A close friend once asked me why I don’t keep a single cent in the bank. I replied, “It’s simple. If the inflation rate is 1.7% and my bank pays me 0.01% interest, I’m losing 1.69% in purchasing power every year.”
He gave me a puzzled look. Unfortunately, my friend was unaware of the negative real inflation rate, interest minus inflation, that’s causing the value of his savings to decay over time. Though he wasn’t alone: surprisingly, I asked around and the majority of people had no idea.
So to expose how damaging a negative real rate is on your savings, let’s start with a $10,000 deposit that earns 0.01% interest. The balance increases over time, but your purchasing power — the ability to buy real, tangible assets — decreases by 1.69% each year. It’s unpleasant to know every dollar you save now will depreciate by more than half over your lifetime. During retirement, you’ll want to spend the money you’ve saved but whether it’s a new car, house, or jacuzzi, the price will have increased dramatically.
Savings accounts offered by retail banks are a great illustrator of how our purchasing power is under threat. They wouldn’t dare mention the negative real rate because you wouldn’t think of opening an account. On top of the fees and inflation, you have to increase your balance by around 2% a year just to break even.
It comes as no surprise, then, that most of us acknowledge we’re in a financially repressive era. But it isn’t just a western world phenomenon: it’s global.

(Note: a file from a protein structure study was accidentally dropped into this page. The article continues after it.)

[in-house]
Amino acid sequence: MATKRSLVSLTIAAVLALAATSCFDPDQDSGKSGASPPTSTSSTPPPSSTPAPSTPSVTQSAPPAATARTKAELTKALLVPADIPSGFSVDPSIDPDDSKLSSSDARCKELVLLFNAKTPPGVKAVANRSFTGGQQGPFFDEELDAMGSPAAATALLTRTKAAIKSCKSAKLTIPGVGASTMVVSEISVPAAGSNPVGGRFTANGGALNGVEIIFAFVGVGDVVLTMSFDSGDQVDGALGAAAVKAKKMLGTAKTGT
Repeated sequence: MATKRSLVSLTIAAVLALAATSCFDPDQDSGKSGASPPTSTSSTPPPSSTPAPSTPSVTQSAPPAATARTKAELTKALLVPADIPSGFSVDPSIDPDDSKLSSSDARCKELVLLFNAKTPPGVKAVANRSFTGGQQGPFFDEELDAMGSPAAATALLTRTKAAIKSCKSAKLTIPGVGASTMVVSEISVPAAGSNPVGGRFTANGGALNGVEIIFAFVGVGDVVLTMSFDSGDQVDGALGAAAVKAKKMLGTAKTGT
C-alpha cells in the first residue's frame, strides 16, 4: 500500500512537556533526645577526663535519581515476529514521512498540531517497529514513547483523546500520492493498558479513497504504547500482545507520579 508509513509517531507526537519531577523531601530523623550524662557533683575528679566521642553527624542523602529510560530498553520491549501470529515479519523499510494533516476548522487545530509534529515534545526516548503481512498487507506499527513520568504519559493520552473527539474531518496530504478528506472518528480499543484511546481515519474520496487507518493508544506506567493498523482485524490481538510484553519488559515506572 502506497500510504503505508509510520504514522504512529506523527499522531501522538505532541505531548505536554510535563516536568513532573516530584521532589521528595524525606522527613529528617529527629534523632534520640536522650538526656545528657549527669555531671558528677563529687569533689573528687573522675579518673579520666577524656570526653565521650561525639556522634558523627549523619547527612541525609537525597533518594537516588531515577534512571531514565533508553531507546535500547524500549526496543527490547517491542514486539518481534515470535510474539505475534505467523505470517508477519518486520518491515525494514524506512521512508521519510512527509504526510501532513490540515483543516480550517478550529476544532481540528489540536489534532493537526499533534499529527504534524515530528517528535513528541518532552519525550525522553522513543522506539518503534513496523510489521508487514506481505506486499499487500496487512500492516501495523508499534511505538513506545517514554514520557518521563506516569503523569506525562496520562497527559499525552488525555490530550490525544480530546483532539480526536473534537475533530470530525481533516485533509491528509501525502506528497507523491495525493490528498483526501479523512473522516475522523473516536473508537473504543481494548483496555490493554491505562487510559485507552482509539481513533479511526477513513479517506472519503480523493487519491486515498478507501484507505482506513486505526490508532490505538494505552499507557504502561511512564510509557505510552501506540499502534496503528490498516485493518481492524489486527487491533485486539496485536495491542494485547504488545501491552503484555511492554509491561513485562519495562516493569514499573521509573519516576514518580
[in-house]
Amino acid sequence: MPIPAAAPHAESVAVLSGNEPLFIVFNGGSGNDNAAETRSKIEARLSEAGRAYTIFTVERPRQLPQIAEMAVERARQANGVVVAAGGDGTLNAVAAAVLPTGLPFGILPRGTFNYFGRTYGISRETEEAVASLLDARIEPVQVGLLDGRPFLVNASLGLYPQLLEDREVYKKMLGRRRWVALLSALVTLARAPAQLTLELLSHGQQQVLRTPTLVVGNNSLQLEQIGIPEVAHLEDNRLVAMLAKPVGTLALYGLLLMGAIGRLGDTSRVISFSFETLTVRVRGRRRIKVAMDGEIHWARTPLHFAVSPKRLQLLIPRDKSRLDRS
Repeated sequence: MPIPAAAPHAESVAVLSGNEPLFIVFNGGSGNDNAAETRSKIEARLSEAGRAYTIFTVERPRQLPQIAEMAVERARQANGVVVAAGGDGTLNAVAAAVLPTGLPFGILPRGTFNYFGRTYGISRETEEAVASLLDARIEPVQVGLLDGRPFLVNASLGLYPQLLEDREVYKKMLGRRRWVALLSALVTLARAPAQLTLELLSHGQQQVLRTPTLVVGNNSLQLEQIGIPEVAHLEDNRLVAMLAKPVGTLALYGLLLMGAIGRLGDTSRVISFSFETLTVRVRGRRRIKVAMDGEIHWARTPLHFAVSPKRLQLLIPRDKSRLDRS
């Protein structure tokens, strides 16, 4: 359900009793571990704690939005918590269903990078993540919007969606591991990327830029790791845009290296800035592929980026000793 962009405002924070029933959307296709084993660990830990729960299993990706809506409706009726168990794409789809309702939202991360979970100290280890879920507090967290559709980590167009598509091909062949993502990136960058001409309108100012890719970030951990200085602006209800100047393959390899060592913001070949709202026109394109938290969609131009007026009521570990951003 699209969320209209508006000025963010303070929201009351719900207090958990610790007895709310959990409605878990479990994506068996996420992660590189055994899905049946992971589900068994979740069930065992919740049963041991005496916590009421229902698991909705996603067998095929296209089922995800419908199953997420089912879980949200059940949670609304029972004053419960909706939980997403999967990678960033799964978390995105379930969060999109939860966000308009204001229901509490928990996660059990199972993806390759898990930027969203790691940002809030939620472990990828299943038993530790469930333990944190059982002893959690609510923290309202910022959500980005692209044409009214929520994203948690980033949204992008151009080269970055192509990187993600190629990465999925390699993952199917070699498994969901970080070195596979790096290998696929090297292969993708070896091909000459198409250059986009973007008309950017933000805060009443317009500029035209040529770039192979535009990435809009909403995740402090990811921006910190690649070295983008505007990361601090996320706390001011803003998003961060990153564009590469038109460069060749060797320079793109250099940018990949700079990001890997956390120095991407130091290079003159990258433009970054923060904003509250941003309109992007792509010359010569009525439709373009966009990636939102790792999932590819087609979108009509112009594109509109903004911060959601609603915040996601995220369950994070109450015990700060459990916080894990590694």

For savers worldwide, this is the reality.
- U.S Chase Bank Deposits
0.01% Interest Rate — 1.70% Inflation Rate =
-1.69% loss of purchasing power per year
$50,000 becomes $21,323.32 in Year 50
- U.K Natwest Bank Deposits
0.25% Interest Rate — 1.70% Inflation Rate =
-1.45% loss of purchasing power per year
£50,000 becomes £23,604.02 in Year 50
- Bank of Japan Deposits
-0.1% Interest Rate — Inflation Rate 0.5% =
-0.6% loss of purchasing power per year
¥100,000 becomes ¥37,007 in Year 50
- Westpac Australia Bank Deposits
0.15% Interest Rate — 1.90% Inflation Rate =
-1.75% loss of purchasing power per year
AUD$50,000 becomes AUD$20,682.26 in Year 50
With interest rates artificially low and inflation rampant, relying on banks is no longer a viable retirement strategy. Everyone’s on a timer, and it’s a race to zero. So in this kind of environment, what should you be doing?
Know your options and make a choice:
- Beat inflation by making 2% or more than last year.
- Spend your savings before they depreciate.
- Do nothing and let your savings depreciate.
Although I’ve ranked those in preferred order, the choice you make is indicative of your attitude to life. You’ll break free in one way or another, having made the remarkable decision to invest in yourself.
It’s down to you.
Everyone has various circumstances, outlooks, and views, while the world of money management is an unpredictable journey of danger and discovery but by understanding the environment you’re operating in, you’ll have a great headstart.
Central banks and governments are telling you loud and clear, “spend your money, or we’ll take it away slowly but surely.” The negative rate regime is financial repression in a nutshell and will cease to change as a monetary revolution is nowhere in sight.
Yet there are a million ways to grow your net worth by 2% or more a year; building a business, generating other streams of income, and investing are just a few great examples.
Depositing your savings in a bank, however, isn’t one.